Michigan Neuromuscular Dentistry

Published: 19th October 2009
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Michigan Neuromuscular Dentistry

Neuromuscular dentistry concentrates on all the muscles that move the jaw. The realization that all these muscles should be in a relaxed situation to evade friction with the teeth and joint, guides to the importance on discovering that relaxed situation. The foremost objective of neuromuscular dentistry focuses on figuring out the situation of the jaw where the muscles relax.

Neuromuscular dentistry may help improve symptoms like neck and shoulder pain, jaw pain and ringing in the ears. A neuromuscular dentist specializes in this form of dentistry and can help improve symptom pains. By applying advanced technology, neuromuscular dentists can record jaw movements, including your resting situation.

Why is Neuromuscular Dentistry Essential?

Occlusion is the mainstay of dentistry. It is of significant importance to the success of every major dental procedure. Occlusion is affected by 3 things ... The teeth, the muscles and the temporomandibular joints. Traditional dentistry has concentrated on the teeth, what could be called one dimensional dentistry. Neuromuscular Dentistry (NMD) is a term that has been applied to the additional significance of the second & third dimensions, muscles and TM joints.

The short time in the dental curriculum makes it hard enough for schools to prepare dentists to work with the teeth. As dentists go into practice, it is not unusual to hear them state that they have ended procedures as they were taught and still have less than good results. Or, that a case is so difficult they refer the case out instead of treating it themselves.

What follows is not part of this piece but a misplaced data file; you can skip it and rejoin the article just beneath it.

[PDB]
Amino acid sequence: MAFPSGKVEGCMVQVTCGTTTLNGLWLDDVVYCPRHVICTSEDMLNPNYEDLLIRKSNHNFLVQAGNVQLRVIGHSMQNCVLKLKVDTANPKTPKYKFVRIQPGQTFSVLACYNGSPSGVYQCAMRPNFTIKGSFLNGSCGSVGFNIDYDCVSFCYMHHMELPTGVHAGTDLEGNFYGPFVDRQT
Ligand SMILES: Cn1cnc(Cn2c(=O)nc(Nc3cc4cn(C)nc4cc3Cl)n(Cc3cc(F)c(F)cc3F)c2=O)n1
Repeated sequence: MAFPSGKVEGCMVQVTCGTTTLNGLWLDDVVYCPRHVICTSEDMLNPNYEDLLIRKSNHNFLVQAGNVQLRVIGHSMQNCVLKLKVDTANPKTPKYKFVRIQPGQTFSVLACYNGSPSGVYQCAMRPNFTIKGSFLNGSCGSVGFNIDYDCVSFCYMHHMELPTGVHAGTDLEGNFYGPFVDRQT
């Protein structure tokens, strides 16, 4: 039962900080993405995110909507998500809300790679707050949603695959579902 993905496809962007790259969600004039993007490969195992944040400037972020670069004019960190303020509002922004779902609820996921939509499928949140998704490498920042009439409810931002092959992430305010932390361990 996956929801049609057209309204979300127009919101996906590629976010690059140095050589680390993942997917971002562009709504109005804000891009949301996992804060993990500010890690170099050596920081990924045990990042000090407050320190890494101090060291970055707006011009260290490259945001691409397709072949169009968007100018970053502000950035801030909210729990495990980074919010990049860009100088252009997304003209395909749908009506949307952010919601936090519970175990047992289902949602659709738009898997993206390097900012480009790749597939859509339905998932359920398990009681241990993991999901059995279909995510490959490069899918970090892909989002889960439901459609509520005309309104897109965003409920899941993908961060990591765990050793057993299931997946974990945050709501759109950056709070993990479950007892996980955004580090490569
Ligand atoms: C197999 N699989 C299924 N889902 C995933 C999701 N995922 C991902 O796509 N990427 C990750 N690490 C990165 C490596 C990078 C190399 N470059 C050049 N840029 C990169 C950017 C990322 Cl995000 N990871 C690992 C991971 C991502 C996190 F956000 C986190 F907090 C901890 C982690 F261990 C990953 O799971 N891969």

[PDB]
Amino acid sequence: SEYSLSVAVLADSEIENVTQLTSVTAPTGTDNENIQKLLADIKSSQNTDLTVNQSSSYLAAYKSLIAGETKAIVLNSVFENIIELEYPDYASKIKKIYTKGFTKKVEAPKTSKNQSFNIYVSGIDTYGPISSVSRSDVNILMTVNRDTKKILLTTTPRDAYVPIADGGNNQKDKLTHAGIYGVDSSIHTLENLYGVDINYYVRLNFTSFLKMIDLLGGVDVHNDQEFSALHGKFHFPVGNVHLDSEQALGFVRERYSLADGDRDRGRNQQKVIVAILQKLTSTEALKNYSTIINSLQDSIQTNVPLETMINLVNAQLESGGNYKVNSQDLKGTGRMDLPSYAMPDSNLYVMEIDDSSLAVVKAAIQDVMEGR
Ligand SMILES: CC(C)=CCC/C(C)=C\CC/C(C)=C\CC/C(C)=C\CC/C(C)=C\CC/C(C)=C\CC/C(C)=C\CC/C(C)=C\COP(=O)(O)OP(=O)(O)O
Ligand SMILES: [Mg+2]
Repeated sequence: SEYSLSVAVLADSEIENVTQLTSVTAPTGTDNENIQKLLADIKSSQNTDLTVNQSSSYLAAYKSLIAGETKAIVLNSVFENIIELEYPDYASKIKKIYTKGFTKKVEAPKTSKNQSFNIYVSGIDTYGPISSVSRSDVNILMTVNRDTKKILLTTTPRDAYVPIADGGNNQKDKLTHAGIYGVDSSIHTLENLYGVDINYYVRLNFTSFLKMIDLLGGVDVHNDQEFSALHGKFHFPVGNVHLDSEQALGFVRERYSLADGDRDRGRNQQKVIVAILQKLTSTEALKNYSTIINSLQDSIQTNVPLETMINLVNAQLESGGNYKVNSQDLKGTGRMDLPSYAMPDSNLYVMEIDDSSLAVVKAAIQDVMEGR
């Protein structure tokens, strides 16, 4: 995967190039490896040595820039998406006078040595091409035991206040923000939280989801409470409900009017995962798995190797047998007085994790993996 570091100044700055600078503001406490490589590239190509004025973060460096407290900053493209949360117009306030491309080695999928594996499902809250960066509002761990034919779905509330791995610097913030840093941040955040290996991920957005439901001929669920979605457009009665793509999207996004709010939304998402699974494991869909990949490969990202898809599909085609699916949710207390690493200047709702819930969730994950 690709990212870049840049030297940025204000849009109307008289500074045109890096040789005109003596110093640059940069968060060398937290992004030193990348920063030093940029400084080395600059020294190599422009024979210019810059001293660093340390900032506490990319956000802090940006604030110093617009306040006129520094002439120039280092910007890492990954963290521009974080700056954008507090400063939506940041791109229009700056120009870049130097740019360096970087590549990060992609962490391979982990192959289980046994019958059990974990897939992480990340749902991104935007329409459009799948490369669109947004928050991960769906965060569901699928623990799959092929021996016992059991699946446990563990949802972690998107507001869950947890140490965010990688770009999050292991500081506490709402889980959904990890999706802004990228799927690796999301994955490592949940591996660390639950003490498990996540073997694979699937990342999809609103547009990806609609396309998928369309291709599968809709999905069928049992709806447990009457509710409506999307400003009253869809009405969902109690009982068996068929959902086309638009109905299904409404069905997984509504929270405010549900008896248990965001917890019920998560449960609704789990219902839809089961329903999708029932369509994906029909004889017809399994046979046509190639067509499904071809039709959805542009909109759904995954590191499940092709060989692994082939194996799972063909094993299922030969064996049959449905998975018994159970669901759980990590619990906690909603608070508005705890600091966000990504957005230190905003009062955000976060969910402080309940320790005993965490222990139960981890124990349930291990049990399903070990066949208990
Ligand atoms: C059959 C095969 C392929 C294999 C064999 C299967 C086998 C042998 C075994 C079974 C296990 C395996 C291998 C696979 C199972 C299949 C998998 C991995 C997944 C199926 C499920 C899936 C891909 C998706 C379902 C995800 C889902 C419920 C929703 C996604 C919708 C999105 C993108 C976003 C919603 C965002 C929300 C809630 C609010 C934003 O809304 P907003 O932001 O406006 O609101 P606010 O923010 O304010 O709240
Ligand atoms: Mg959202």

Neuromuscular Dentists often report that taking muscle and joint status into consideration helps them in optimizing treatment, minimizing the times that they are surprised by less than satisfactory outcomes, and gives them the additional information needed to treat difficult cases. There is a significant amount of literature published over the past 35 years that supports the efficacy of neuromuscular dental principles.

Neuromuscular dentists use the following treatment procedures:

1) Sonography: Sonography is used to record jaw sounds. These recordings help determine the quality and location of sound during jaw movement. Sounds consist of clicking, grinding and scraping.

2) Transcutaneous Electrical Neuromuscular Stimulation (TENS): TENSing the muscles involves flushing out lactic acid and infusing the muscles with fresh blood and oxygen, allowing the muscles to relax.

3) Electromyography: Electromyography, the technical monitoring of tension in a muscle, enables the dentist to record the chewing muscles. This technique also allows the dentist to measure the fit of your bite, testing to see if an imbalance occurs.


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